Have you ever been impatient? Ever wonder if some of your goals will ever come to fruition? Me, too. Perhaps you remember being a newbie at a professional association and seeing the mentors on stage in front of the group. Maybe, somewhere in the back of your mind, a tiny little dream seed was planted, and you knew that you wanted some day to become that mentor that everyone is talking about. You aren’t alone. Not even close.
In the 1990’s when I first came to Toastmasters and the National Speakers Association, I had that dream. I thought, “How cool would it be to be the one up there in front of thousands of people?” In those days I was also immersing myself in listening to educational tapes. Among my favorite and most influential were my recordings from Brian Tracy.
To this day I can still hear much of his advice running through my head. One memorable bit of wisdom was Brian’s quote from Abraham Lincoln. After losing an election, Lincoln said,
“I will study and prepare myself,
and someday my chance will come.”
That has stuck with me. It has now even become a reality in my career. After being a member of both organizations for over twenty years, I recently got confirmation that I will be the opening speaker for the Toastmasters International Convention at Caesar’s Palace in Las Vegas this summer. Wow. That is cool. I’m not trying to brag. I’m saying this because often it is easy to think that our hard work and service are not being noticed. If your intentions are good and you are putting in a lot of effort, chances are people are noticing.
It is reminds me of my early days of playing football in high school. I was not very talented, nor did I work harder than everyone else, so I did not stand out for three years. For three years I sat on the bench as a second string player. It was in the summer before my senior year that I decided enough was enough. I started lifting weights, running four miles a day, going to summer training at a local college, and putting more intensity into the practices with my team. When the season started, I was still not a starter, but I could tell that my efforts were being noticed. When the starters were not performing to their potential, the coaches started looking around the sideline for better solutions. I studied, I prepared myself, and on the third game of the season my chance came.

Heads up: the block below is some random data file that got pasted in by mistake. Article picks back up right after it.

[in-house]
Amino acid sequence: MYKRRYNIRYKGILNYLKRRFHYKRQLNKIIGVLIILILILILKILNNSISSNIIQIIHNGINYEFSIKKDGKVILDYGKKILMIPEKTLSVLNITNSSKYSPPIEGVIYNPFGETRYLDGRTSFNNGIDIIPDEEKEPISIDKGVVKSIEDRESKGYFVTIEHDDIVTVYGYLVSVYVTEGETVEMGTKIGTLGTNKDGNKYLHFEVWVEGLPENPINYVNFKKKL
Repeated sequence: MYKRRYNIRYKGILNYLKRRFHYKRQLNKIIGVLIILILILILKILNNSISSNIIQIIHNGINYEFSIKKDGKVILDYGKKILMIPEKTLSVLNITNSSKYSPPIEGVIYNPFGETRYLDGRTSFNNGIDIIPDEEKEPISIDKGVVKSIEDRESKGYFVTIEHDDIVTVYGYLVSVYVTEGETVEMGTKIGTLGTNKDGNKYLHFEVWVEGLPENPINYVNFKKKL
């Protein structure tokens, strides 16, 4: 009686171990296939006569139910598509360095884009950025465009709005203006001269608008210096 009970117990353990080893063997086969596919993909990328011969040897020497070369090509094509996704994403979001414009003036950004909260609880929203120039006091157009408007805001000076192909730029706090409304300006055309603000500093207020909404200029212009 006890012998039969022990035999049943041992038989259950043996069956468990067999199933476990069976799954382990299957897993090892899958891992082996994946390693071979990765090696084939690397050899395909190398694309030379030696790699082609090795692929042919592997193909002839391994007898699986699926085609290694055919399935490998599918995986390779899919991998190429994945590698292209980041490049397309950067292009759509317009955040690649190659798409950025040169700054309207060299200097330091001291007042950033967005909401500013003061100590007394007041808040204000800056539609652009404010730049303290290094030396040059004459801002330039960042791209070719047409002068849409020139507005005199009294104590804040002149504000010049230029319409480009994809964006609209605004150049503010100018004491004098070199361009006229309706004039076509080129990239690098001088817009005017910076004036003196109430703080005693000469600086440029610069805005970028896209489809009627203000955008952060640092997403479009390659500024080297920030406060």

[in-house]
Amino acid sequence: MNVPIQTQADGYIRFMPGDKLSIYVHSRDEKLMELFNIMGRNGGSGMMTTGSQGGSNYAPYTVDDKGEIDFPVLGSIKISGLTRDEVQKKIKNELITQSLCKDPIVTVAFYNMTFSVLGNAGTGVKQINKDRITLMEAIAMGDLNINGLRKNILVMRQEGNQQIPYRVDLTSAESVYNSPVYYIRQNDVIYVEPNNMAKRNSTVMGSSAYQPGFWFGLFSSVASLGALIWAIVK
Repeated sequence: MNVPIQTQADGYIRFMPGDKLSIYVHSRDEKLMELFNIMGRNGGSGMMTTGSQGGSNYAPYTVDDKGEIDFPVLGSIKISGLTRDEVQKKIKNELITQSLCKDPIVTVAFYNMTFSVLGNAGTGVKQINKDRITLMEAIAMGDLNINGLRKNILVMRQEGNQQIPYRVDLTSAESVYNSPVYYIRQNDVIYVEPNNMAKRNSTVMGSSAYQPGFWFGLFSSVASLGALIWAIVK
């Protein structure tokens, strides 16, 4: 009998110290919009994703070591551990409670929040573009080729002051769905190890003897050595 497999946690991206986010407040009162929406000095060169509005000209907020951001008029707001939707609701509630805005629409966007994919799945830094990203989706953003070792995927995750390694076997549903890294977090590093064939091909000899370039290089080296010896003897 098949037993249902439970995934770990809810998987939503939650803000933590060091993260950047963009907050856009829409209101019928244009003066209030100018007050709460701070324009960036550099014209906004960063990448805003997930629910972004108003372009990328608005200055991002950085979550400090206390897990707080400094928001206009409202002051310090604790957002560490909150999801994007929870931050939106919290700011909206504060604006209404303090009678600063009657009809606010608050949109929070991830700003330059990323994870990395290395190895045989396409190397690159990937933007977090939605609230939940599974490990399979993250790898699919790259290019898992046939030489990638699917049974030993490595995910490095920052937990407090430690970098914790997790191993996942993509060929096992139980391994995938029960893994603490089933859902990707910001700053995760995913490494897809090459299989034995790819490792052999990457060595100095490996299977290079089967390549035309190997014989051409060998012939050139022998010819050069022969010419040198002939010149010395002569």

Full disclosure: my attitude has not always been so wholesome. I went though a period of time when I was jealous seeing other speakers get their chance when I felt I deserved the spot. Have you ever felt that way?
Mr. Lincoln did not say, “I will be jealous and bitter because I’m better than they are.” Many times I had to catch myself and remember the Abram Lincoln quote. It got me back on track, making me a better teacher and speaker. Our energy and effort should be forward in the direction of our goal, rather than backwards toward feeling entitled. Instead of thinking, “They should…,” consider thinking, “Why should they?”
Intention and persistence usually pay off but not always in the short term. Instead of politicking to get invited to be a featured speaker, work twice as hard to become the leading expert in your industry. It doesn’t matter what you think. It is about industry perception. When everyone in the industry starts thinking and noticing that you are the best, then you are.
Thank you, Mr. Lincoln and Mr. Tracy. If you ever feel impatient when you don’t see the fruition of your dream on the horizon, keep this in mind. I’ve still never had the main stage at N.S.A. for more than seven minutes. That’s cool. Though I dreamed of doing it at Toastmasters, the little 1994 wannabe Darren didn’t really think it was possible. Now, over two decades later, it will happen. On a side note, I believe the main stage is just a privilege earned as a result of what you do on the small stage and how you act off-stage. If you are impatient waiting for your change, what could you study and do to prepare more with that same energy, whatever your dream is. Whether you present to five people in a boardroom or to one hundred people at a conference, you never know if someone in the audience might be someone who can recommend you. Some of my smallest presentations have led to my biggest clients. As for N.S.A., I will study and prepare myself, and some day my chance will come. How about you?
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